We recently received an email from an injured worker stating that s/he feels that s/he is being harrassed and bullied by his/her workcover case manager. The injured worker wonders if there is anything s/he can do about this behaviour, besides engaging a lawyer.
Workcover case manager: it’s all about influence and pressure on treating doctors
I am currently under work cover for a XX injury. I feel that I am being harassed and bullied by my case manager even though I am fully covered by a medical certificate until late October.
Aside from engaging a law firm, are there any other steps that I can take, as my GP is now changing his original view, and is siding with work cover after considerable and daily communication from them.
We so often hear from injured workers that their workcover case manager often calls their treating doctors and even their treating specialists (i.e. specialised surgeons, specialised pain doctors, psychiatrists etc). We also hear a lot from injured workers in states that appoint “nurse case managers”, that they insist on attending injured workers’ medical appointments, claiming they have the injured worker’s “best” interest at heart. Many ignorant injured workers also allow their rehab service provider to attend their medical appointments. Injured workers should never ever allow this!
As posted in our article “The case manager’s 10 commandments”, commandment 9: You (as in the case manager) shall not pretend to be a doctor! This is very important. Please don’t tell injured workers who have suffered a primary and/or secondary psychological injury “that they do not need to see a psychologist or psychiatrist but can talk to you instead”. Please do not harass, intimidate and bully injured workers out of their legitimate medical and like services. You are not a doctor, you are not a psychologist, no psychiatrist, no surgeon, no neurologist or other medical specialist. Do not gamble with injured workers’ lives!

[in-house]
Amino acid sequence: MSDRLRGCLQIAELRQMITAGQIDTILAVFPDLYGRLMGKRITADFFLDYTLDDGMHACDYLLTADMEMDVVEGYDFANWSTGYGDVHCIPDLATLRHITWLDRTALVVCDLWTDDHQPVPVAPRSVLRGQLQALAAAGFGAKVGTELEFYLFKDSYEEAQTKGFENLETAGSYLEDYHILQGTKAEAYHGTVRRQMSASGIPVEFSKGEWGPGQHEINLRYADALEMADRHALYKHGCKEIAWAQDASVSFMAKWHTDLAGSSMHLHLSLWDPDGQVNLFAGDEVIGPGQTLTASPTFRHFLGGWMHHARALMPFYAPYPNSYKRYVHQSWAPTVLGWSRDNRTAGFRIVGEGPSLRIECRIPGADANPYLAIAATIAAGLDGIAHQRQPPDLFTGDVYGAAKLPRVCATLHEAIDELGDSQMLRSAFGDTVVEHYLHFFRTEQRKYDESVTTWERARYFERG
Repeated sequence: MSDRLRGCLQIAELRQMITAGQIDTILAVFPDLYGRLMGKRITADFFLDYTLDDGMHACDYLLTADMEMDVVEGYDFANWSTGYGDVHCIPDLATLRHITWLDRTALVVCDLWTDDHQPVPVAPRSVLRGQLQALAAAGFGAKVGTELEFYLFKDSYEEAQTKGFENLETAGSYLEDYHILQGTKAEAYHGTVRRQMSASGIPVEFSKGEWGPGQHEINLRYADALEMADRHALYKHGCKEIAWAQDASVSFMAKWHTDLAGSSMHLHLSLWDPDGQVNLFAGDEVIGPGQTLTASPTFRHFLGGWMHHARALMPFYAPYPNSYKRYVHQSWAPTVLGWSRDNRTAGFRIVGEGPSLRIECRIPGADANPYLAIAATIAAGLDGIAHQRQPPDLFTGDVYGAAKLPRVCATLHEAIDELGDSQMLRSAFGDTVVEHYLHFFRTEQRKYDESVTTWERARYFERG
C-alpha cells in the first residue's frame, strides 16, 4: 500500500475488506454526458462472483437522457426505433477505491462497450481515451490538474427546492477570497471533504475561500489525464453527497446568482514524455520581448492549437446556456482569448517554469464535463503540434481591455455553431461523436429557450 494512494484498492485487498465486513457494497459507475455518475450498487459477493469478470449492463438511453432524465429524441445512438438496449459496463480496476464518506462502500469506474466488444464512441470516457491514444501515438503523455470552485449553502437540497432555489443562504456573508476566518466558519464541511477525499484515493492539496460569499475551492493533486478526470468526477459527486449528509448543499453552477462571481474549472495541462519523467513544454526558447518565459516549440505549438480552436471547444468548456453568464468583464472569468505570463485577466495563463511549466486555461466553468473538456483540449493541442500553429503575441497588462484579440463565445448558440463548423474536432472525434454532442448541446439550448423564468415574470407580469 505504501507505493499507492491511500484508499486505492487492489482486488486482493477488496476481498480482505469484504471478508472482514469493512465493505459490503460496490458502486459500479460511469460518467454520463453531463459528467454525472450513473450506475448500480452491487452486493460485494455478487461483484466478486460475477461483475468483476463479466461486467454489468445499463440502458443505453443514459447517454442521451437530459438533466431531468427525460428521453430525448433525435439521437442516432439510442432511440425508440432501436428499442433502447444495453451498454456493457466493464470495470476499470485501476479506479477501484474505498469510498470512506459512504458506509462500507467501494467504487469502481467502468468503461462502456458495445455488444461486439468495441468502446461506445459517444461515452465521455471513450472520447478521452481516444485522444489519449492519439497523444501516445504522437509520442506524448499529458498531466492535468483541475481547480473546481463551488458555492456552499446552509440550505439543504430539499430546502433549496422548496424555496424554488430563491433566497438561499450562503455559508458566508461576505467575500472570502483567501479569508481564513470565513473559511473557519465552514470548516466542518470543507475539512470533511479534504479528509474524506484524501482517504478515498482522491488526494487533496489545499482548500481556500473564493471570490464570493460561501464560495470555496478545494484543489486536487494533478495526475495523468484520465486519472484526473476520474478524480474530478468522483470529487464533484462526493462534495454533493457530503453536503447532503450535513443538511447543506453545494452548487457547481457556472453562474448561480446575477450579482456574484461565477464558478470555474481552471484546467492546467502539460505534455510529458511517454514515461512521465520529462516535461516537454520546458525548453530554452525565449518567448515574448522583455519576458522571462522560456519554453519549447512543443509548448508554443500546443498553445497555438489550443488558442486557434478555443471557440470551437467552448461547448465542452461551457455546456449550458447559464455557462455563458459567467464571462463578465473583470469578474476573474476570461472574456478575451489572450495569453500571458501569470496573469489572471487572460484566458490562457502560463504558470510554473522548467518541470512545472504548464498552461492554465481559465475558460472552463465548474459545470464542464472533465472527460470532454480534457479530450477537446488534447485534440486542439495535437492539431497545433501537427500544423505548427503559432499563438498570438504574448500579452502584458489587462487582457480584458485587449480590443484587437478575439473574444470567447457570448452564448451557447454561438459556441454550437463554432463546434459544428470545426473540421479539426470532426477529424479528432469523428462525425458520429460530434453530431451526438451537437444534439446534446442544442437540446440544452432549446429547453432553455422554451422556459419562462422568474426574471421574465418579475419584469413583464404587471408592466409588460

Simply tell your treating doctors (i.e. GP, Surgeon,Pain doctor, Psychologist, Psychiatrist, Physio etc) that you feel it is a violation of your PRIVATE doctor-patient relationship.
Also, make sure you write a letter to your case manager requesting s/he explicitly refrains from contacting your treating doctors by telephone, and that you refuse anybody from the insurance company (i.e nurse case manager, rehab provider) to attend your medical examinations/appointments, highlighting privacy breach.
Obviously the Workers Compensation Act (in all states) allows the workcover insurance company access to medical records in support of billing and liability matters, since this is necessary to allow the carrier to determine whether the treatment is related to work injury, etc.
In particular direct and private telephone calls by workcover case managers with your treating doctor(s) are an extreme violation of your privacy, the more because they are not recorded, and also NOT PAID for by the insurer.
We know of countless cases where this routinely happens. workcovervictimsdiary.com’s author’s themselves have and are experiencing this illegal privacy invasion. We believe that our pathetic case managers are stupid enough to believe that their back-handed calls are not relayed to us, injured workers, by our very own treaters, who, more often than not, have been greatly disturbed, if not gob-smacked by such under-handed calls.